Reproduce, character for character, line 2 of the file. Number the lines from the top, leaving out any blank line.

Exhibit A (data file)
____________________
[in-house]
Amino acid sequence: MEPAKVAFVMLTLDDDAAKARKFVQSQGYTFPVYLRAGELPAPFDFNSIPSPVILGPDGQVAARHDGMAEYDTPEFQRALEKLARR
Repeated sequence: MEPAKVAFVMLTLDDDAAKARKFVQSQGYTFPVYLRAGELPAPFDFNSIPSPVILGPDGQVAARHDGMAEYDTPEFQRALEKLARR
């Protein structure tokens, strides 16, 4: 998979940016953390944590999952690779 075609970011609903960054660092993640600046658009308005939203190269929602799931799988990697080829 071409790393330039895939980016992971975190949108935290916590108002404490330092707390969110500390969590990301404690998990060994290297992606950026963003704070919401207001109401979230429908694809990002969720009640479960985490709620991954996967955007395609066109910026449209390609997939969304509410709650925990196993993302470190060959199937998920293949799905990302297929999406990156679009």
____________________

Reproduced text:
Amino acid sequence: MEPAKVAFVMLTLDDDAAKARKFVQSQGYTFPVYLRAGELPAPFDFNSIPSPVILGPDGQVAARHDGMAEYDTPEFQRALEKLARR